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Genaside II helped create jungle. Now it's moving on.

As is the case with many innovators, Genaside II is popular but unknown. In its more than ten years together, the British band has been credited with both helping invent jungle and, under the pseudonym G-Double E, launching big beat, which is essentially rock tempos with electronic hooks. Most have heard Genaside II's sound via Prodigy and its annoying hit "Firestarter." The song was nothing more than a glorified cover of Genaside II's 1991 single "Hellraiser."

Unlike many of his contemporaries, Kris Bonez, Genaside II's producer/songwriter, doesn't make claims for his group. People who like the Chemical Brothers and Liam Howlett of Prodigy do that for him. "It wasn't a question of trying to invent jungle," he says. "What we were doing was our own version of hip-hop. For the likes of somebody like Prodigy to come along and just take bits and pieces and make it their own is just a natural progression."

Genaside II's second record, its American debut, Ad Finite, hit these shores only late last year and to little fanfare. Its first, 1996's New Life 4 Tha Hunted, features guest appearances from Prince's New Power Generation band, reggae giants Eek-A-Mouse and Wu-Tang Clan's Cappadonna. The album generated some stunning reviews in England, but not enough sales to warrant exporting it here. Now the band is on old pal and trip-hop godfather Tricky's Durban Poison imprint.

Though Ad Finite has only one high-profile guest, Tricky, it has loads of ambition. Originally designed to accompany the band's manga comic and eventual movie, the record's scope encompasses drum 'n' bass, trip-hop, Wu-Tang-style apocalyptic/gothic hip-hop and opera. (Yes, opera.) The label that was originally scheduled to release Ad Finite had also agreed to help fund the movie. Instead, it dropped the band completely. Which is where Tricky came in.

Bonez admits that the original intent may be lost on listeners. "I've probably come up with an album that makes absolutely no fucking sense, because I did it for a purpose of this other thing instead of it being a complete musical event that you just listen to as an album," he says. "The Ad Finite thing was kind of like a prelude and working of the comic. The character on the front cover of the album is the character from the comic. To us it's quite disassembled....It's all over the place, [but] I don't like having to do one particular type of music."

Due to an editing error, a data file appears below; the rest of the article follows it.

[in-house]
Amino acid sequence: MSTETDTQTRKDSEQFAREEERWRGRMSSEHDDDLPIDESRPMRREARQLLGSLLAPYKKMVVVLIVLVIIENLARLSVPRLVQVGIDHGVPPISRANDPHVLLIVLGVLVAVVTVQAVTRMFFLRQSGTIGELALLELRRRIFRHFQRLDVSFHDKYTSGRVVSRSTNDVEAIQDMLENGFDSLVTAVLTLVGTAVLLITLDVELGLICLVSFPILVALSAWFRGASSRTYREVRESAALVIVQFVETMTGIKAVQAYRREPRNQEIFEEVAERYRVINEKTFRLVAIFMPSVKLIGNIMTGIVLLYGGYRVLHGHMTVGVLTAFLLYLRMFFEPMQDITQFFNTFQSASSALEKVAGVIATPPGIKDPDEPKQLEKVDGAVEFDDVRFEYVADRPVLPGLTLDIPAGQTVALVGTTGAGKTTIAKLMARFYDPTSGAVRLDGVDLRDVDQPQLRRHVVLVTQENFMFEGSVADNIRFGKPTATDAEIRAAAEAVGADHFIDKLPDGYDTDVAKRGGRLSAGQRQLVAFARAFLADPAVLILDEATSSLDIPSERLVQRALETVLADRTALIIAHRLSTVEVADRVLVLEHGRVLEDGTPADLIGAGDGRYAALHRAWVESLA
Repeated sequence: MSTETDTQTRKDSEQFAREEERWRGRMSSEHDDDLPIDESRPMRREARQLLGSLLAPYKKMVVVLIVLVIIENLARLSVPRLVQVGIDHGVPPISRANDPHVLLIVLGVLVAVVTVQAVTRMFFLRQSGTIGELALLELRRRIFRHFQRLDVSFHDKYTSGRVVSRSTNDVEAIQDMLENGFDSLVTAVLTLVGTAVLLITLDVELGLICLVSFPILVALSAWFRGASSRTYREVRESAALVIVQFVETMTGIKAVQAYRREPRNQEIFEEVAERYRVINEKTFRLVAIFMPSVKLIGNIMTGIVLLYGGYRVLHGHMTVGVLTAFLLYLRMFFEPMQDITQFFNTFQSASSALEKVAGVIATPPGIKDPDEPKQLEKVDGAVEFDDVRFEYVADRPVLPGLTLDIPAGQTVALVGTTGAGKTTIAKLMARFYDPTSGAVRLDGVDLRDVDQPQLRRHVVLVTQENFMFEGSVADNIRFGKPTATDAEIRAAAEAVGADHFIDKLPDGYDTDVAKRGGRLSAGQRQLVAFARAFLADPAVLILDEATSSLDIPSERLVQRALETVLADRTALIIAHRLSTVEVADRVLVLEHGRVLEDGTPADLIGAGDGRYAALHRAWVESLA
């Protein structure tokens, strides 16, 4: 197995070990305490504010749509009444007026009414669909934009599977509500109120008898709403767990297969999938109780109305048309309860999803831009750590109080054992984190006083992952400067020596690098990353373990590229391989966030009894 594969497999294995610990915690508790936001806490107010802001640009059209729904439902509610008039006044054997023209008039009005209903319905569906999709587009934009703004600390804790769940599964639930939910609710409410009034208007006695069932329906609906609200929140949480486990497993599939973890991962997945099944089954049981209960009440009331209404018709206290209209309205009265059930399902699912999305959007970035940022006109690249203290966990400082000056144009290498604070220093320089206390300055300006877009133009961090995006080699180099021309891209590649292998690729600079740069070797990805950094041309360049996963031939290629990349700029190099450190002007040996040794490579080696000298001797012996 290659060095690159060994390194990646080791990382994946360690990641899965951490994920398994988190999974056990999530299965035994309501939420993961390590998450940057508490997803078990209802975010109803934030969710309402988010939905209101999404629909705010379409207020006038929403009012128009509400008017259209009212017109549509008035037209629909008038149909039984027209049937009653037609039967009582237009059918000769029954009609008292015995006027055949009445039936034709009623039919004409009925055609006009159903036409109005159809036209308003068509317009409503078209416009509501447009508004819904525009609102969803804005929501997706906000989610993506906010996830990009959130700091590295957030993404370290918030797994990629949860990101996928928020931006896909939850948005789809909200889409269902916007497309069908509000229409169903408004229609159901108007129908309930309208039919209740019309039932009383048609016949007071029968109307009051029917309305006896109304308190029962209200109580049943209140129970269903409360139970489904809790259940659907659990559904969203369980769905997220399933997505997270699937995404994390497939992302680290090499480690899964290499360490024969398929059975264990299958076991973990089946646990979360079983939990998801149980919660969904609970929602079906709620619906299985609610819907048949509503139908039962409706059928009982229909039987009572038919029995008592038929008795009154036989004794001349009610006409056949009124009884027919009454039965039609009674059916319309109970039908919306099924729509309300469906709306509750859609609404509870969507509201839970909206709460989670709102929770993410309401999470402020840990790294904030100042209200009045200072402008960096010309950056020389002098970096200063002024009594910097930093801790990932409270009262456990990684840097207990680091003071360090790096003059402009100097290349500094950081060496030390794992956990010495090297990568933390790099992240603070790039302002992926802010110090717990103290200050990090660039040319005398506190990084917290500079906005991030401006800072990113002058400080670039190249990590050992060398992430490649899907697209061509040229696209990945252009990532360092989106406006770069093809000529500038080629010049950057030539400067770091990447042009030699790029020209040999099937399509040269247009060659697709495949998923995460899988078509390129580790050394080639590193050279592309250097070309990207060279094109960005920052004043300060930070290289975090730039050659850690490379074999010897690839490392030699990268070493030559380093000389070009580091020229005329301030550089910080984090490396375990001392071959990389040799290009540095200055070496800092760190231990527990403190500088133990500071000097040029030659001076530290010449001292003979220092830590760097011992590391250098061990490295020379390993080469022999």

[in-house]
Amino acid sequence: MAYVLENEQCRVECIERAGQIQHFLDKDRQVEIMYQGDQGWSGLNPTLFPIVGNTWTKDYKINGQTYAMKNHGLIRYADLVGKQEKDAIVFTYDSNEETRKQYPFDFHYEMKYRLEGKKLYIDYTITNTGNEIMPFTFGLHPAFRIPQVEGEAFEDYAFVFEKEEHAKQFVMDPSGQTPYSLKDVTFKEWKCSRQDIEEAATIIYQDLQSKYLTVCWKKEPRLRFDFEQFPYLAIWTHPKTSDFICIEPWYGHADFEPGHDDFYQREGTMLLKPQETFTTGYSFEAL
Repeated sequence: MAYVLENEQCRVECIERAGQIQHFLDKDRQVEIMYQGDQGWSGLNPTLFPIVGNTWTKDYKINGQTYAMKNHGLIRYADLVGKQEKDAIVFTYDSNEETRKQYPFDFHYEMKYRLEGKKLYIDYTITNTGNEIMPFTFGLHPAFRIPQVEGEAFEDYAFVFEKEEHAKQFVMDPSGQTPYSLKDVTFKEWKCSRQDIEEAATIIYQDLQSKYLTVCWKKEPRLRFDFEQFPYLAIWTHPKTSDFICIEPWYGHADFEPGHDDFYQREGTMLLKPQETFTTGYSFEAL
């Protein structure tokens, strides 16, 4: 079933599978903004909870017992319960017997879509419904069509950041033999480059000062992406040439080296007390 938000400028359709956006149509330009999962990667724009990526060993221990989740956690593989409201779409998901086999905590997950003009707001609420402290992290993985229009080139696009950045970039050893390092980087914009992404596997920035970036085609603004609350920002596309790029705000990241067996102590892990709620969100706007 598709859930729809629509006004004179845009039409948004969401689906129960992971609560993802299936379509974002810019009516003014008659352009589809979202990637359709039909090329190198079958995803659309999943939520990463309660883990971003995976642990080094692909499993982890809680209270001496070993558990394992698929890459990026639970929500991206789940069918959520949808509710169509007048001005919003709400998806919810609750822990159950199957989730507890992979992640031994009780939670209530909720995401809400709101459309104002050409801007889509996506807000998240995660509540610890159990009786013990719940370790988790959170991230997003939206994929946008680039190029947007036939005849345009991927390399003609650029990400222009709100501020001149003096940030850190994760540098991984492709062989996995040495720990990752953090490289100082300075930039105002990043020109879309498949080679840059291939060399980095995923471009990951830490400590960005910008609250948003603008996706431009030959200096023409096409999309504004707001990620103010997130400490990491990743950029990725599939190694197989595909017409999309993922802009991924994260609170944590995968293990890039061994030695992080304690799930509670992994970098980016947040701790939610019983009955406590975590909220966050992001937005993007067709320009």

In fact, while the rest of the band (Chilli Phats, MC Killerman Archer and Scotty) has already begun to tour with Lords of Acid, Bonez is finishing a bit more work in his home studio. This time he's composing and recording an opera, full-blown and Italian.

"We've got old-school Italian singers; I've got a whole album's worth," Bonez says. "It sounds nothing like Genaside II. Some of it's got beats and stuff, but they're not the main adventure. The only reason it has any modern sounds is to not make it sound out-of-date. It's not sounding modern for modern reasons, it's just an amalgamation of all the things we know put to a classical Italian opera style."

Bonez's wishes for Ad Finite are much more subdued. "We've always been pseudo-graffiti artists, kids of the late 1980s that were listening to U.S. hip-hop," he says with a laugh. "As we grew older and were a bit too big to ride BMXs anymore, you still try and hold onto some sort of youth. The comic was an idea that we had from way back."

Together with reggae, American hip-hop is one of the bedrocks of '90s British electronica. Its influence is evident in both the heartbeat beats of trip-hop and the jet-propelled breakbeats of jungle and drum 'n' bass. The English have never been particularly good at getting to the heart of hip-hop or capturing the essences of songs for whatever reason. (Quick, name a good British rapper.) But what they have done is digest the krushed grooves of hip-hop and make something new out of them. Imitation may be a sincere form of flattery, but failing to imitate and consequently discovering new things is cooler. Ad Finite reveals well-placed Cypress Hill and Public Enemy samples, which are woven into the sound. They become as much a part of the framework as the drum machines.

"Me and Tricky first met in '88, and at the time I was trying to do stuff faster than what was going on, and he was doing stuff slower than what was going on," says Bonez. "[We were] basically both trying to do our version of American hip-hop but didn't want to do American hip-hop. Their love of hip-hop made them go slower and more dubby, because Bristol [music uses] real dub kind of echo. And London was always more ragga and dancehall, so it was a little bit more up-tempo. So it's just taking two completely different styles of reggae, put it in with the hip-hop, and then the music subsequently has gone them two ways."

As his own music has broadened in scope and style, Bonez's love of hip-hop has faded, in part because the same sensationalist British press that praised his band has also played up its criminal reputation and Archer's stint behind bars. The thug life was what the band grew up in, coming from London's riot-prone Brixton area, glorified and vilified as the UK equivalent of Compton or Harlem. Bonez is also unimpressed with hip-hoppers' reluctance to admit they're influenced by dance.

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